January 26, 2009: Student Activists Demand Alternative Energies on Campus

Tuesday, January 26th, 2010

Burning Coal on Campus is Hazardous to Student Health and the Commonwealth

LEXINGTON, Ky: Tuesday, an anonymous group of students from the University of Kentucky hung a banner from a parking structure near Rose Street to protest the university’s use of coal power on campus. The banner, reading “COAL: A Tradition of Oppression. STUDENTS: Let’s Change Our Legacy”, included a reproduction of the familiar UK symbol, with a burning smokestack between the letters instead of the usual Memorial Hall steeple.

Deemed the “midnight strike force” by local news sources, the students are fueling a campaign to move the university beyond the “outdated” technology of coal power and in the direction of cleaner energies. One of the students, an economics and environmental studies senior, said, “You can’t argue facts. Coal is a finite resource and the shift to alternative energies has to begin immediately. Kentucky must realize its potential to be progressive and enterprising in the country’s transition toward environmental awareness.”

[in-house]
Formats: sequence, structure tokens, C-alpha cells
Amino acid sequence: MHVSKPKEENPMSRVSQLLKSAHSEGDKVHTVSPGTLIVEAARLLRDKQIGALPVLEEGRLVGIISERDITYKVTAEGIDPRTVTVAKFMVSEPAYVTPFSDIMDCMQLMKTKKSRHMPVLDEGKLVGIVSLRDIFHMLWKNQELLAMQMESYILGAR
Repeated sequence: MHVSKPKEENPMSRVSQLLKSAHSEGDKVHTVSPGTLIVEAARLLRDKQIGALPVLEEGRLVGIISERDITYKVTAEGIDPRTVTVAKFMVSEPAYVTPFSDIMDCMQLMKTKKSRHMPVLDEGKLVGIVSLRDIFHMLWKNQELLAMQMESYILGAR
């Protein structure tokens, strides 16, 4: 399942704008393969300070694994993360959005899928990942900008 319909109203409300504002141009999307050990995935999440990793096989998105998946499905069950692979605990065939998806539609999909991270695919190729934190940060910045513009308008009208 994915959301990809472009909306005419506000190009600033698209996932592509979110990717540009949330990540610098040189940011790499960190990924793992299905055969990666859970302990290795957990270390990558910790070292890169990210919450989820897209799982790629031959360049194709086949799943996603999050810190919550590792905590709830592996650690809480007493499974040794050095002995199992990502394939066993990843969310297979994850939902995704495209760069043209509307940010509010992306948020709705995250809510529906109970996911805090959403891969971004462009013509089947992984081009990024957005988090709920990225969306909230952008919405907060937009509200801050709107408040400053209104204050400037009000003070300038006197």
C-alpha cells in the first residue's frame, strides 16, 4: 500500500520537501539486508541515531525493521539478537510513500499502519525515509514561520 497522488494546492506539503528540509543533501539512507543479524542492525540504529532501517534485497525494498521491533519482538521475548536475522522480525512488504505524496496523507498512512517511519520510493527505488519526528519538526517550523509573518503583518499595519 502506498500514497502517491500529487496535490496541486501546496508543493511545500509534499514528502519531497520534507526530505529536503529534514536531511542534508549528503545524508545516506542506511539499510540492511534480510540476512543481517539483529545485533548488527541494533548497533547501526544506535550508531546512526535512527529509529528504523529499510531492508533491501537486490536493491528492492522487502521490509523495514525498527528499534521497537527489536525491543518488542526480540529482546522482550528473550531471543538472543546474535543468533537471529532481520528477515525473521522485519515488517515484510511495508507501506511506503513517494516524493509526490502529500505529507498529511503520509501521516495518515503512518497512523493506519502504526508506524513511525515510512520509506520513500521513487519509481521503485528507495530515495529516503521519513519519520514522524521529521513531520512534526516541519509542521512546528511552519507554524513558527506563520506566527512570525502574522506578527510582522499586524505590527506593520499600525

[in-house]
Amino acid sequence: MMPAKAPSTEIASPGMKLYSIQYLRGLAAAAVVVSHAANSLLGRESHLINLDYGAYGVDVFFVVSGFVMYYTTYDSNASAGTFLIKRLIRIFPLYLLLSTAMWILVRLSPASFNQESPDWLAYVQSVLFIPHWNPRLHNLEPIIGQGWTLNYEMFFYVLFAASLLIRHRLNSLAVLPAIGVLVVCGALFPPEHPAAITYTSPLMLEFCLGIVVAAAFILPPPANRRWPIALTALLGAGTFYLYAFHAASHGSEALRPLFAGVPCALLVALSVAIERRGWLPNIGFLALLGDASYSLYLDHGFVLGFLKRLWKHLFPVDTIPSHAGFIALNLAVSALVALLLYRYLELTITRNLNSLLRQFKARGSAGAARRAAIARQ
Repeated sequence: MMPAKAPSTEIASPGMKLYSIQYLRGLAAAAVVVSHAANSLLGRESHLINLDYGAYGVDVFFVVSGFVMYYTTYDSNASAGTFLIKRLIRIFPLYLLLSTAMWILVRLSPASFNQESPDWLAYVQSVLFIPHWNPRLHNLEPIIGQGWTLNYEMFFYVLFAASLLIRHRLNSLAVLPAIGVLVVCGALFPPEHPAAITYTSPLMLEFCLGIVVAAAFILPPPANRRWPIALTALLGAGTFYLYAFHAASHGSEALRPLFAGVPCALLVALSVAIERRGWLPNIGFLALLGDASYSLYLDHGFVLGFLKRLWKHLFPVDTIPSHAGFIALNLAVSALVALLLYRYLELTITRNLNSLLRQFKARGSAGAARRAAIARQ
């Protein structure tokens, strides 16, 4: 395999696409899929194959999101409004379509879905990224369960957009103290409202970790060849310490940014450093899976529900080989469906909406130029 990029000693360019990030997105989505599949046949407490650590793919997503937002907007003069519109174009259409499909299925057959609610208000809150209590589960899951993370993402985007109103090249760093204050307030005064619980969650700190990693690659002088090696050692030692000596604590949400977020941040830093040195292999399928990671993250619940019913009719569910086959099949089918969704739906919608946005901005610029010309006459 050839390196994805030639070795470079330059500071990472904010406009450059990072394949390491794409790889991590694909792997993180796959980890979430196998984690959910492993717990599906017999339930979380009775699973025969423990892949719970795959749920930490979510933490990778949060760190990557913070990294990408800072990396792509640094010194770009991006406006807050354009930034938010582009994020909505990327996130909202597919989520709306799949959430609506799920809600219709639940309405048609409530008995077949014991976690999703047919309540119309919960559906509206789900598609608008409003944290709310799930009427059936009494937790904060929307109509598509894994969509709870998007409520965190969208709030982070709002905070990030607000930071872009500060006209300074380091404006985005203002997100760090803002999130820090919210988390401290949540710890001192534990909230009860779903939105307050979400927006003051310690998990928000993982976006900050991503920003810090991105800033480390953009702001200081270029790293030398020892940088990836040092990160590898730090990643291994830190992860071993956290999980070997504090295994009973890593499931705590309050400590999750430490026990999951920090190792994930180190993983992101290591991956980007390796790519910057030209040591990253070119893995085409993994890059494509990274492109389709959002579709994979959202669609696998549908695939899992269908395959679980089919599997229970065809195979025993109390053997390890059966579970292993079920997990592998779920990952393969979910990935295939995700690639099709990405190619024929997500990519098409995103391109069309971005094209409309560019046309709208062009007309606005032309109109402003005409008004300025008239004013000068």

The students’ use of the word “oppression” alludes to the detrimental effects of coal not only on the environment, but on the miners and communities in coal-mining regions of the state. An estimated 12,000 coal miners have died from black lung in the past decade, and their families are equally affected. The real tragedy, though, lies in mountain top removal (MTR) coal mining, a practice that more and more coal companies are using to extract coal at a lower cost. MTR employs explosives to decapitate mountains, and the leftover waste is deposited in surrounding valleys. The chemicals and residue bury and contaminate freshwater streams, thus poisoning the water supply for surrounding communities and devastating local ecosystems.

While the university, directly, does not deal in MTR coal, Kentucky Utilities provides a significant portion of the campus’s power, and is a known distributor of energy derived from the controversial method.

“The University of Kentucky is the flagship university of the state, and as such, sets the example for the rest of Kentucky. Any change we can make toward cleaner energy and the diversification of jobs and economies will affect the entire Appalachian region drastically, and for the better. This change is one that can’t wait,” said an Appalachian Studies junior.

It seems momentum has not died from the announcement last semester that the new Wildcat Coal Lodge would be endorsed by the coal industry. Tuesday’s banner was one of a series that has hung on campus since October, indicating that the students have not forgotten President Todd’s decision, and that they still worry for the future of their school’s energy and integrity.


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